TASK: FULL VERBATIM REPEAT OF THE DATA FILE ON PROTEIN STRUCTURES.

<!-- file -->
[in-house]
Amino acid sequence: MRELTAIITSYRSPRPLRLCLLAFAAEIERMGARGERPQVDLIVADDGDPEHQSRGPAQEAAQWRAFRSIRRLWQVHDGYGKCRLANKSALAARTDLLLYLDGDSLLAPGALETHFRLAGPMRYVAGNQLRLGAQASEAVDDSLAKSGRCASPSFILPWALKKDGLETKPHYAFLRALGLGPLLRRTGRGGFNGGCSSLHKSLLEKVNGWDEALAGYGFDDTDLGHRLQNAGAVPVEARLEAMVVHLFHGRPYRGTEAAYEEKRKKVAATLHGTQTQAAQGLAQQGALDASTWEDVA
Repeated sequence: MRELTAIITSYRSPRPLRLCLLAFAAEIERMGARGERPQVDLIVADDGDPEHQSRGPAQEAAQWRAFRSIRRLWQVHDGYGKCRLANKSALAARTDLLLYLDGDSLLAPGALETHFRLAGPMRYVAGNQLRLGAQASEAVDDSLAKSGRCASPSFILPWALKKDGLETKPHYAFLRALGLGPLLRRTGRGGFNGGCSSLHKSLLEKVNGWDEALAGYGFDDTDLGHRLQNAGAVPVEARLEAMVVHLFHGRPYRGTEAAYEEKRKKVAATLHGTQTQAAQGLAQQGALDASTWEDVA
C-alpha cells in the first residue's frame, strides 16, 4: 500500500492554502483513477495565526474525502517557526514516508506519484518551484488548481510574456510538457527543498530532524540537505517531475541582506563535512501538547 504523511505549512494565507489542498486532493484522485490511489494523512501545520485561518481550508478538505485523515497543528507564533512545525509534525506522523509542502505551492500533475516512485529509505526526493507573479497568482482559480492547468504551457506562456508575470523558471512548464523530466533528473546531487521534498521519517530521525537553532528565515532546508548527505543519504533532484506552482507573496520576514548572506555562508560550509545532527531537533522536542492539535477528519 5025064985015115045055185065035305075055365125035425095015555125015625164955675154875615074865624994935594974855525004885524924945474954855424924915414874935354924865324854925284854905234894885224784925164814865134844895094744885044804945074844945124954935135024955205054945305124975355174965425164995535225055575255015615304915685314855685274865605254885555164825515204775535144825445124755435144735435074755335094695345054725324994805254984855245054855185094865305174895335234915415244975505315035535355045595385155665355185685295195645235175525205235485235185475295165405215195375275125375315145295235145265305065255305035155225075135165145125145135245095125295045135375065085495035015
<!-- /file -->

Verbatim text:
[in-house]
Amino acid sequence: MRELTAIITSYRSPRPLRLCLLAFAAEIERMGARGERPQVDLIVADDGDPEHQSRGPAQEAAQWRAFRSIRRLWQVHDGYGKCRLANKSALAARTDLLLYLDGDSLLAPGALETHFRLAGPMRYVAGNQLRLGAQASEAVDDSLAKSGRCASPSFILPWALKKDGLETKPHYAFLRALGLGPLLRRTGRGGFNGGCSSLHKSLLEKVNGWDEALAGYGFDDTDLGHRLQNAGAVPVEARLEAMVVHLFHGRPYRGTEAAYEEKRKKVAATLHGTQTQAAQGLAQQGALDASTWEDVA
Repeated sequence: MRELTAIITSYRSPRPLRLCLLAFAAEIERMGARGERPQVDLIVADDGDPEHQSRGPAQEAAQWRAFRSIRRLWQVHDGYGKCRLANKSALAARTDLLLYLDGDSLLAPGALETHFRLAGPMRYVAGNQLRLGAQASEAVDDSLAKSGRCASPSFILPWALKKDGLETKPHYAFLRALGLGPLLRRTGRGGFNGGCSSLHKSLLEKVNGWDEALAGYGFDDTDLGHRLQNAGAVPVEARLEAMVVHLFHGRPYRGTEAAYEEKRKKVAATLHGTQTQAAQGLAQQGALDASTWEDVA
C-alpha cells in the first residue's frame, strides 16, 4: 500500500492554502483513477495565526474525502517557526514516508506519484518551484488548481510574456510538457527543498530532524540537505517531475541582506563535512501538547 504523511505549512494565507489542498486532493484522485490511489494523512501545520485561518481550508478538505485523515497543528507564533512545525509534525506522523509542502505551492500533475516512485529509505526526493507573479497568482482559480492547468504551457506562456508575470523558471512548464523530466533528473546531487521534498521519517530521525537553532528565515532546508548527505543519504533532484506552482507573496520576514548572506555562508560550509545532527531537533522536542492539535477528519 5025064985015115045055185065035305075055365125035425095015555125015625164955675154875615074865624994935594974855525004885524924945474954855424924915414874935354924865324854925284854905234894885224784925164814865134844895094744885044804945074844945124954935135024955205054945305124975355174965425164995535225055575255015615304915685314855685274865605254885555164825515204775535144825445124755435144735435074755335094695345054725324994805254984855245054855185094865305174895335234915415244975505315035535355045595385155665355185685295195645235175525205235485235185475295165405215195375275125375315145295235145265305065255305035155225075135165145125145135245095125295045135375065085495035015